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Smith v. Eary

United States District Court, D. Kansas

September 1, 2017

JOY SMITH, Plaintiff,
v.
NICHOLAS R. EARY, Defendant.

          AMENDED SCHEDULING ORDER

          James P. O'Hara, U.S. Magistrate Judge

         Defendant has filed a motion (ECF No. 34) to amend the scheduling order (ECF No. 20). For good cause shown, the motion is granted.

         This is a personal-injury action arising from a motor-vehicle accident. On or about July 14, 2017, plaintiff underwent spine surgery allegedly resulting from the accident. Claiming the results of plaintiff's surgery will not be fully known until approximately five to six months post-surgery, defendant seeks extensions of the deadlines for the parties to complete physical and mental examinations, and for defendant to serve his expert disclosures.[1] Defendant argues plaintiff's post-surgery condition is relevant to plaintiff's claim for lost future wages, lost future household services, and future medical expenses. Plaintiff opposes the motion, arguing defendant has known the surgery was necessary since before the suit was filed, and that plaintiff is capable of undergoing an IME in time for defendant to meet present deadlines. Plaintiff also claims she will be prejudiced by any delay, citing financial hardship resulting from the accident.

         Motions to modify scheduling orders are governed by Fed.R.Civ.P. 16(b)(4), which provides that “[a] schedule may be modified only for good cause and with the judge's consent.” This good-cause standard does not focus on the “bad faith” of the movant, nor the “lack of prejudice” to the opposing party.[2] “Rather, it focuses on the diligence of the party seeking to modify the scheduling order.”[3] Ultimately, whether to modify the scheduling order lies within the court's sound discretion.[4]

         Given the nature of plaintiff's claims and damages, and the relatively limited extension sought, the court finds good cause to modify the scheduling order. Accordingly, with the consent of the presiding U.S. District Judge, Julie A. Robinson, the scheduling order is amended as follows:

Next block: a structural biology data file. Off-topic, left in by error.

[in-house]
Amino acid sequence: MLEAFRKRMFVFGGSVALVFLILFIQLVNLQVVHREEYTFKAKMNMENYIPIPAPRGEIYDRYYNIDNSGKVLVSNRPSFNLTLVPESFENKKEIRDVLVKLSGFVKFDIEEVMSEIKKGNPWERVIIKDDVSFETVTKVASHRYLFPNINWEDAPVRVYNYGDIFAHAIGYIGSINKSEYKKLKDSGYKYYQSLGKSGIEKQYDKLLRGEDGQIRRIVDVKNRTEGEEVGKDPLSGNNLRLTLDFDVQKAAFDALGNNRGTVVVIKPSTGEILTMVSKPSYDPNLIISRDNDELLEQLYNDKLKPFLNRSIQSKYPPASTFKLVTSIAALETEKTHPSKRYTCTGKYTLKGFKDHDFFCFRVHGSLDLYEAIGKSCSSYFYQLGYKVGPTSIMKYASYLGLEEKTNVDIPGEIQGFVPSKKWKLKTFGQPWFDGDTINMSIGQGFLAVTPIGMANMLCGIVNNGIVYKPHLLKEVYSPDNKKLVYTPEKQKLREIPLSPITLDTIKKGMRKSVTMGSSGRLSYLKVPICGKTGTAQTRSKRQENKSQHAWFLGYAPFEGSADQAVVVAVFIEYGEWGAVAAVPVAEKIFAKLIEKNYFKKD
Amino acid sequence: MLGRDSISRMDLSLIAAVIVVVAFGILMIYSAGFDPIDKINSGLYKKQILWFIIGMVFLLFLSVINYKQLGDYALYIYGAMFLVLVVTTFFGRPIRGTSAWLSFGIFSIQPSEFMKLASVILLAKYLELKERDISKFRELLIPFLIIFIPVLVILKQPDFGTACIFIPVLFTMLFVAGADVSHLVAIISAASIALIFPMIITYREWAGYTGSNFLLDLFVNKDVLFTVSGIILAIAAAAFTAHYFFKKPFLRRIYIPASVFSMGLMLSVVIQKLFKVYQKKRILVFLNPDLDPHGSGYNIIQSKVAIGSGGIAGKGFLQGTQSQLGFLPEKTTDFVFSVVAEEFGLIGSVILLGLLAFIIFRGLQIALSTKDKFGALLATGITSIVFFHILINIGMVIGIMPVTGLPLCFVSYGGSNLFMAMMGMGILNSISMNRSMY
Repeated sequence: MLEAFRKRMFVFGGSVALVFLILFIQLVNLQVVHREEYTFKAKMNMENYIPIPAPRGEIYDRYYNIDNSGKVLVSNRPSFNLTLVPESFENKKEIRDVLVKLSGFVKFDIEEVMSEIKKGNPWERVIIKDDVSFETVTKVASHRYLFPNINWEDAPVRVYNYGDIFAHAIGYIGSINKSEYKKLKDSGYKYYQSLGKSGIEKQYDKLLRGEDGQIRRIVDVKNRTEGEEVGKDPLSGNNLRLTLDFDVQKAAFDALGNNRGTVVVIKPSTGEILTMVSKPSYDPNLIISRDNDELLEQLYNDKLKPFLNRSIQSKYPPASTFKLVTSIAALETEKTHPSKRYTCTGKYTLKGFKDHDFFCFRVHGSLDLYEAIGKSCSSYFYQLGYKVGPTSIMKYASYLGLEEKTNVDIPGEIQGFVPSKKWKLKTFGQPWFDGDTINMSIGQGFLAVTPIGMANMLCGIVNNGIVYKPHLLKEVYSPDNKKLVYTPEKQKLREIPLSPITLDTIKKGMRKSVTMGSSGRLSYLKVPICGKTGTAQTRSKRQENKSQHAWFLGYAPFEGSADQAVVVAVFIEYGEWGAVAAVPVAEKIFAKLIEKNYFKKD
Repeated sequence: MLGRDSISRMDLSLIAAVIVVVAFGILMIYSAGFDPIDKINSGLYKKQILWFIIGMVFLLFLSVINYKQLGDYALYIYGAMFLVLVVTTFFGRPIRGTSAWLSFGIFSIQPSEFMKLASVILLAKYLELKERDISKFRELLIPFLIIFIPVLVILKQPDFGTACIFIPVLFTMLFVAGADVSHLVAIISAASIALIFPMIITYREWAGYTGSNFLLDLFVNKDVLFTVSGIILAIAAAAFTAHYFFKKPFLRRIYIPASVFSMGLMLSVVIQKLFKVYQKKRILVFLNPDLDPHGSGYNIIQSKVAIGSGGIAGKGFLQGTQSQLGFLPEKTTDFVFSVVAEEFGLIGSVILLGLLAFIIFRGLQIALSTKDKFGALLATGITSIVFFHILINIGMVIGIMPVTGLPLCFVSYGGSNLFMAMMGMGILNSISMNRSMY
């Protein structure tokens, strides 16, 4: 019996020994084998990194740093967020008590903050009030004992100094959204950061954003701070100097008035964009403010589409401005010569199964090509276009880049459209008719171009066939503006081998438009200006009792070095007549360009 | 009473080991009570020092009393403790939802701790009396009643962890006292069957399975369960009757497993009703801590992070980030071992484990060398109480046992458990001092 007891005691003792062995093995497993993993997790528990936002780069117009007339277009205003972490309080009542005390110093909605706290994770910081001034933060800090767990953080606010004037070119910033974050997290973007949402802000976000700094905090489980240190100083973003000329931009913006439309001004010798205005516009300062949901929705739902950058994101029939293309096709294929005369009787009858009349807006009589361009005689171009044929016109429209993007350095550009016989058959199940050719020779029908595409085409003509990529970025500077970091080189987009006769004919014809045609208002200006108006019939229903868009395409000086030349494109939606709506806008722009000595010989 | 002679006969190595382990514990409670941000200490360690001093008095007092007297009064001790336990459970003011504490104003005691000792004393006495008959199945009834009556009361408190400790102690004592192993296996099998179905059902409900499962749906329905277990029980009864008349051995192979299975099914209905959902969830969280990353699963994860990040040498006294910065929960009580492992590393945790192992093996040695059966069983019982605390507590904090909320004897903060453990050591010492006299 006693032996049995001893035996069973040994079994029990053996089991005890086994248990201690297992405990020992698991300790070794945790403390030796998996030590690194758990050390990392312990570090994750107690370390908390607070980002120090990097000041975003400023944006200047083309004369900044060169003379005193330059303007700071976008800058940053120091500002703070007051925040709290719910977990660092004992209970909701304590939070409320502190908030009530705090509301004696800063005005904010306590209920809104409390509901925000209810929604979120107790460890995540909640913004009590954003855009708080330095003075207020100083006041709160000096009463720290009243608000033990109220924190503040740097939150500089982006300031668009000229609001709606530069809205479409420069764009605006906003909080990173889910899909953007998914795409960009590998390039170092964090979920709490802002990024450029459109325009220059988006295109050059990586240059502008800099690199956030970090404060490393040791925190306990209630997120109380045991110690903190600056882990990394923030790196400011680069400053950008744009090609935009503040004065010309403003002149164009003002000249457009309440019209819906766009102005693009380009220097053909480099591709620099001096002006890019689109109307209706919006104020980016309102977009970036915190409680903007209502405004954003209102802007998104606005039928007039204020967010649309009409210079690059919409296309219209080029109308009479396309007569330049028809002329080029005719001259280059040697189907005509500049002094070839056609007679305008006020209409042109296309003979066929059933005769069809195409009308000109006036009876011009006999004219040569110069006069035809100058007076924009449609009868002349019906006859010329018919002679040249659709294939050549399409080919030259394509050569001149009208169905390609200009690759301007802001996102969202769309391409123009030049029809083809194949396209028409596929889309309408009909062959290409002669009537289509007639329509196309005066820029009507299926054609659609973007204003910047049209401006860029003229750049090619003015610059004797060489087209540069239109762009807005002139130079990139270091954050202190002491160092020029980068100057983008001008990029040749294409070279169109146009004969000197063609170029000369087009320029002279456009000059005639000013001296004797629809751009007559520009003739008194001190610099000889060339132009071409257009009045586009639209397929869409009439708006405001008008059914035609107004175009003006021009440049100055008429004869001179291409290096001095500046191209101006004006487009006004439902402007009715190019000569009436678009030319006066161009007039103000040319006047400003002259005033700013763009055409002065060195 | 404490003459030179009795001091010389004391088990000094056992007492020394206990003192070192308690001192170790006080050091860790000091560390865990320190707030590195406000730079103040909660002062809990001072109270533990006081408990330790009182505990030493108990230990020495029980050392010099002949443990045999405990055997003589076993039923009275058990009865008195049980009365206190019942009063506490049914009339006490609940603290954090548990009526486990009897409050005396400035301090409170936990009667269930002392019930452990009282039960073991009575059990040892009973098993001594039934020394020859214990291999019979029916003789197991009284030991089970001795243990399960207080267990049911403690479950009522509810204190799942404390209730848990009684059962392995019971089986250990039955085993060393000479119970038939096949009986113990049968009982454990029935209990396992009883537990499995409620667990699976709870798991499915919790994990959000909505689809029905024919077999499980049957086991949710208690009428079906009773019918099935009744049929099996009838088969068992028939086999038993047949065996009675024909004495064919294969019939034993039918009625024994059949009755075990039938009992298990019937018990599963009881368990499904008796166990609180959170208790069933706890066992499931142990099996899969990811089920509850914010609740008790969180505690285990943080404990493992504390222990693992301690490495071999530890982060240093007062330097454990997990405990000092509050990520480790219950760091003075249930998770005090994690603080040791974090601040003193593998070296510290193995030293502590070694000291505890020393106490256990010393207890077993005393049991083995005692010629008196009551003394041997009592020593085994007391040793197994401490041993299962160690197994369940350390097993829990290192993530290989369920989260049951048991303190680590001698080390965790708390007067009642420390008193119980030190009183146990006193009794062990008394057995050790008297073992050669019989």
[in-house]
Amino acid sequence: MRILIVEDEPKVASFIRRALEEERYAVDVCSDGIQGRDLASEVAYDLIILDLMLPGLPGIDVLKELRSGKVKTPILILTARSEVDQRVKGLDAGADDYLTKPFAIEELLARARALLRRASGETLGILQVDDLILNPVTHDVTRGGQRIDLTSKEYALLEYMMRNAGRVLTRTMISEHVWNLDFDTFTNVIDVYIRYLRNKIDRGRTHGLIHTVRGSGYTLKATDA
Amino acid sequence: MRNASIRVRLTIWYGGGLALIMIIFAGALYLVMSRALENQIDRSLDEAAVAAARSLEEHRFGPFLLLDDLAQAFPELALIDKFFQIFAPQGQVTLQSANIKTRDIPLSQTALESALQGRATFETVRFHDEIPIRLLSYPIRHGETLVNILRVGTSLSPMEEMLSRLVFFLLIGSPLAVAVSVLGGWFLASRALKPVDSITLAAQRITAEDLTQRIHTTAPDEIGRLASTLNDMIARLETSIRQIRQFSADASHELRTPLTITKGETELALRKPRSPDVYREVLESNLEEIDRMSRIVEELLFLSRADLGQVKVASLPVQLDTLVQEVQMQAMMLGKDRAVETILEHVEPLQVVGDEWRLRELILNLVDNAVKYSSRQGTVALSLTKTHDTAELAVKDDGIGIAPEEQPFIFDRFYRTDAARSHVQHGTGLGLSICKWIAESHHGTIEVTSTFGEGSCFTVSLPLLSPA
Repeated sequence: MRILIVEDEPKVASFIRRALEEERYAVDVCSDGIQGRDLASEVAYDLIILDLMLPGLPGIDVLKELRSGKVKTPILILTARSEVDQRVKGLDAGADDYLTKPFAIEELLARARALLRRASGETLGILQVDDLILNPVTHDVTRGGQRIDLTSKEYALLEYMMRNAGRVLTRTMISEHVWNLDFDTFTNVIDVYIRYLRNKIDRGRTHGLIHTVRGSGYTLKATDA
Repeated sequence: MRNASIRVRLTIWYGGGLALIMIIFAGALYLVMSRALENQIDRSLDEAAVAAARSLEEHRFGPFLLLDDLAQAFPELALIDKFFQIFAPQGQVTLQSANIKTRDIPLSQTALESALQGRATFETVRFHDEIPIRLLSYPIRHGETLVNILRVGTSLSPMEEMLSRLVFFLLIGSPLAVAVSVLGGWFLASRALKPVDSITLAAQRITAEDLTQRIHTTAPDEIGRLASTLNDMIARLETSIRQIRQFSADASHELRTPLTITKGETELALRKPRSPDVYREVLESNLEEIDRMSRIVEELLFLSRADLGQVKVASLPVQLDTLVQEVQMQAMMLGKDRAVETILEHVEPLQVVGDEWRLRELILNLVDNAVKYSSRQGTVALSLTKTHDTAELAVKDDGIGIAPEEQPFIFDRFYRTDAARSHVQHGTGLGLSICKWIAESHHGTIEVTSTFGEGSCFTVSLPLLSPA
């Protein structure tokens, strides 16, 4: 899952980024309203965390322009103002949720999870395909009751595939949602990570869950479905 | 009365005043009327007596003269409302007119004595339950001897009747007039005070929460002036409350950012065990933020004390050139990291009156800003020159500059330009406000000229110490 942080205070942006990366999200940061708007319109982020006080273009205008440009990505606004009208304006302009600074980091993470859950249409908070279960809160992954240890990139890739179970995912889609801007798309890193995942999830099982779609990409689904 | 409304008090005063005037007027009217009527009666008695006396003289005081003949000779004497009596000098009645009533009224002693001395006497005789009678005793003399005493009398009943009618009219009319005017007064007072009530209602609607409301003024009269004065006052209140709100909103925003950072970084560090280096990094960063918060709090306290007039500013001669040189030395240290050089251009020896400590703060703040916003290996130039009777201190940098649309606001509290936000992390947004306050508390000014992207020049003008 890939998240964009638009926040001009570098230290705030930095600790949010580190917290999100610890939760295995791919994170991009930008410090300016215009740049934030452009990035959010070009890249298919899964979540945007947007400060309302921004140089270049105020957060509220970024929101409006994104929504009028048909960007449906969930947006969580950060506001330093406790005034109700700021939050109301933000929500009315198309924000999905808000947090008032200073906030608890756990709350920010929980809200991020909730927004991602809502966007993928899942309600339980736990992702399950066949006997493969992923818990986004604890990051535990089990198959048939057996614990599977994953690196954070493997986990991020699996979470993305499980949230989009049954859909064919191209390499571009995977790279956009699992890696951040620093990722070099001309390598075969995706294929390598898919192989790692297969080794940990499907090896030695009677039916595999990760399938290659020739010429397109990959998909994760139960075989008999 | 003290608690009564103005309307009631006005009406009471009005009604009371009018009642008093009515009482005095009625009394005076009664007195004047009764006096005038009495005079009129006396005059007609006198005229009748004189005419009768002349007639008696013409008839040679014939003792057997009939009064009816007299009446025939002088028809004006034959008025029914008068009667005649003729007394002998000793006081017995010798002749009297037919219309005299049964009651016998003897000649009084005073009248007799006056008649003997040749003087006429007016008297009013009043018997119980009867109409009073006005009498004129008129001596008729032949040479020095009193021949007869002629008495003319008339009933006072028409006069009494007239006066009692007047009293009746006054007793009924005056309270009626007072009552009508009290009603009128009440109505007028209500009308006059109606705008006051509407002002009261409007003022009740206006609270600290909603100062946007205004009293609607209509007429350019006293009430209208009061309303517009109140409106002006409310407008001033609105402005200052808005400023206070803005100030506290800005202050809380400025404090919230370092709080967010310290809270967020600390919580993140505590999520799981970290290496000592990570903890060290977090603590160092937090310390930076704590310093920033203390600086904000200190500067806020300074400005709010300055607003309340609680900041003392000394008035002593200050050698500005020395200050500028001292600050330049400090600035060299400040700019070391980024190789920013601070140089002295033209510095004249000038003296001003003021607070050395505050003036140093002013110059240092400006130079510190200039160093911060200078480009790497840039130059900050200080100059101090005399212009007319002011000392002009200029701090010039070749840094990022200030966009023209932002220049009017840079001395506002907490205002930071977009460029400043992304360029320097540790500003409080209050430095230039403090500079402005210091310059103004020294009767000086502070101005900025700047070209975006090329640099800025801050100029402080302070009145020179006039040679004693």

SUMMARY OF DEADLINES AND SETTINGS

Event

Deadline/Setting

Mediation completed

January 30, 2018

Supplementation of initial disclosures

40 days before the deadline for completion of all discovery

All discovery completed

February 20, 2018

Experts disclosed by defendant

January 30, 2018

Rebuttal experts disclosed

February 9, 2018

Physical and mental examinations

January 19, 2018

Motions challenging admissibility of expert testimony

45 days before trial

Proposed pretrial order due

February 27, 2018

Pretrial conference

March 6, 2018, at 11:00 a.m.

Trial

June 12, 2018, at 9:00 a.m.

         All other provisions of the original scheduling order shall remain in effect. The schedule adopted in this amended scheduling order shall not be modified except by leave of court upon a showing of good cause.

         IT IS SO ORDERED.

---------

Notes:

[1] To the extent remaining deadlines will be impacted by these extensions, defendant seeks an order extending all remaining deadlines and continuing the trial setting.

[2] Manuel v. Wichita Hotel Partners, LLC, No. 09-1244, 2010 WL 3861278, at *2 (D. Kan. Sept. 20, 2010).

[3] Id. (quoting Grieg v. Botros, No. 08-1181, 2010 WL 3270102, at *3 (D. Kan. Aug. 12, ...


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